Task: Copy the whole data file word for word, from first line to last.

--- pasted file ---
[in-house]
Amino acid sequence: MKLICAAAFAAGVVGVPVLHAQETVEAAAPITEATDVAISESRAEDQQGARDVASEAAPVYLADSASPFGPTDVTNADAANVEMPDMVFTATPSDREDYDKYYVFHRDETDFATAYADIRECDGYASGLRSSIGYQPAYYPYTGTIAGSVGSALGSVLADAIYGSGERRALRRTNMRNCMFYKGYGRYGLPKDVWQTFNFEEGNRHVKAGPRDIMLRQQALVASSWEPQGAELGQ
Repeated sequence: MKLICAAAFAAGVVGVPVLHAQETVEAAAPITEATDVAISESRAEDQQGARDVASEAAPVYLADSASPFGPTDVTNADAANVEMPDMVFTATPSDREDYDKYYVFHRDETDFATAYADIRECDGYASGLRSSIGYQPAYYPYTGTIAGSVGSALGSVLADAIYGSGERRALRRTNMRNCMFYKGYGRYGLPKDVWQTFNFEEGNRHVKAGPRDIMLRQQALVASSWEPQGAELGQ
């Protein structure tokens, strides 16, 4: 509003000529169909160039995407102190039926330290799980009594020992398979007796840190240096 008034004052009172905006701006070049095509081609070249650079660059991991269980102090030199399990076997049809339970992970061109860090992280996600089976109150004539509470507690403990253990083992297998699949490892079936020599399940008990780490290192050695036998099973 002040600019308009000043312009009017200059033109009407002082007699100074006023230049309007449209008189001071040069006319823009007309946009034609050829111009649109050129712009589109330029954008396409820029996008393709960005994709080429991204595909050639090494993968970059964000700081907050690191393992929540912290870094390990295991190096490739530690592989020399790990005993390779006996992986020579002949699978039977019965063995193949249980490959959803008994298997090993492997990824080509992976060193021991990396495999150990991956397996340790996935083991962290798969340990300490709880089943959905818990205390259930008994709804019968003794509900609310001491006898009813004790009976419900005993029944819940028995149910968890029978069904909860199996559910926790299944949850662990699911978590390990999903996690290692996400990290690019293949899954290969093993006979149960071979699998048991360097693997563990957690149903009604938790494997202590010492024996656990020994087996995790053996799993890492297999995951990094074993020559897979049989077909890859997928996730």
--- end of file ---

[in-house]
Amino acid sequence: MKLICAAAFAAGVVGVPVLHAQETVEAAAPITEATDVAISESRAEDQQGARDVASEAAPVYLADSASPFGPTDVTNADAANVEMPDMVFTATPSDREDYDKYYVFHRDETDFATAYADIRECDGYASGLRSSIGYQPAYYPYTGTIAGSVGSALGSVLADAIYGSGERRALRRTNMRNCMFYKGYGRYGLPKDVWQTFNFEEGNRHVKAGPRDIMLRQQALVASSWEPQGAELGQ
Repeated sequence: MKLICAAAFAAGVVGVPVLHAQETVEAAAPITEATDVAISESRAEDQQGARDVASEAAPVYLADSASPFGPTDVTNADAANVEMPDMVFTATPSDREDYDKYYVFHRDETDFATAYADIRECDGYASGLRSSIGYQPAYYPYTGTIAGSVGSALGSVLADAIYGSGERRALRRTNMRNCMFYKGYGRYGLPKDVWQTFNFEEGNRHVKAGPRDIMLRQQALVASSWEPQGAELGQ
């Protein structure tokens, strides 16, 4: 509003000529169909160039995407102190039926330290799980009594020992398979007796840190240096 008034004052009172905006701006070049095509081609070249650079660059991991269980102090030199399990076997049809339970992970061109860090992280996600089976109150004539509470507690403990253990083992297998699949490892079936020599399940008990780490290192050695036998099973 002040600019308009000043312009009017200059033109009407002082007699100074006023230049309007449209008189001071040069006319823009007309946009034609050829111009649109050129712009589109330029954008396409820029996008393709960005994709080429991204595909050639090494993968970059964000700081907050690191393992929540912290870094390990295991190096490739530690592989020399790990005993390779006996992986020579002949699978039977019965063995193949249980490959959803008994298997090993492997990824080509992976060193021991990396495999150990991956397996340790996935083991962290798969340990300490709880089943959905818990205390259930008994709804019968003794509900609310001491006898009813004790009976419900005993029944819940028995149910968890029978069904909860199996559910926790299944949850662990699911978590390990999903996690290692996400990290690019293949899954290969093993006979149960071979699998048991360097693997563990957690149903009604938790494997202590010492024996656990020994087996995790053996799993890492297999995951990094074993020559897979049989077909890859997928996730």